Binomial name: Zoothera marginata, Edward Blyth, 1847
The dark-sided thrush (Zoothera marginata) is a species of bird in the thrush family Turdidae. It is also known as the lesser brown thrush, the long-billed ground-thrush, and the dark-sided ground-thrush. The species is monotypic (lacking subspecies) and is closely related to a number of thrushes in the genus Zoothera, including the long-billed thrush and the widespread scaly thrush. It was described by Edward Blyth in 1847 based upon a specimen collected in Rakhine in Burma (Myanmar).
The dark-sided thrush is 24 to(-) 25 cm in length and weighs around 80 g. It has a particularly long blackish bill and the plumage is a contrasting dark brown head with rufous-brown wings. The face has a white loral stripe and a white eyering with a whitish throat and chin. The call is a series of monotone thin whistles.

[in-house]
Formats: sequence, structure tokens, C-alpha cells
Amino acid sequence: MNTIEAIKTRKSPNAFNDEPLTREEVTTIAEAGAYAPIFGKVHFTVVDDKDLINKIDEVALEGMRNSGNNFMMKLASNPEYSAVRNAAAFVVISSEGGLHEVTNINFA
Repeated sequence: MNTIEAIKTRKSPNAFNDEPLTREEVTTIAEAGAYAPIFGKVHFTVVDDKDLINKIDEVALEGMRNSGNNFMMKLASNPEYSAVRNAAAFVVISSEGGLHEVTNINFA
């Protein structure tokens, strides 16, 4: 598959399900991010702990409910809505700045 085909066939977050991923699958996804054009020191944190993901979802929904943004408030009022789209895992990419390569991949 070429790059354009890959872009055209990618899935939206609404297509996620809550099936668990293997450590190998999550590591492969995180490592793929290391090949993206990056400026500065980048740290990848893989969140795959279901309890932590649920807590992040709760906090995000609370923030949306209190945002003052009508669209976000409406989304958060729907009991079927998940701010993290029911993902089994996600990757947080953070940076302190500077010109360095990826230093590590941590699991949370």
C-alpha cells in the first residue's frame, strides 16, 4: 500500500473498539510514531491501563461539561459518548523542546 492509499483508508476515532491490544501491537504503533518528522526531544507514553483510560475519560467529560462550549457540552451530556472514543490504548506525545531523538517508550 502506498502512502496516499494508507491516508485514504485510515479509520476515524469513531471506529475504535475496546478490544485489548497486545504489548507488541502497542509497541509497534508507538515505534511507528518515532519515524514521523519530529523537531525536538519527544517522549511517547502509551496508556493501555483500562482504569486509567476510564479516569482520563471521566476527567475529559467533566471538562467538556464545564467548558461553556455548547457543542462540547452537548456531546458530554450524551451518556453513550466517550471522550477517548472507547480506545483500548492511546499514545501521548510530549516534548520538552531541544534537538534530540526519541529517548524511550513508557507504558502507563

Distribution and habitat
The species has a discontinuous distribution in the eastern Himalayas, and then a population in the higher areas of Burma, northern Thailand, Laos, Vietnam and the extreme south of China. The species is generally non-migratory but will move down from higher altitudes in winter, and has turned up as a vagrant in Bangladesh. It ranges from 750 to(-) 2100 m in broadleaf forests, particularly in damp areas and around rocky streams, also in areas of reed and bamboo in these forests. The species is not common anywhere, but is potentially often overlooked due to its cryptic plumage and retiring behaviour.
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- Zoothera marginata
Least Concern (IUCN3.1)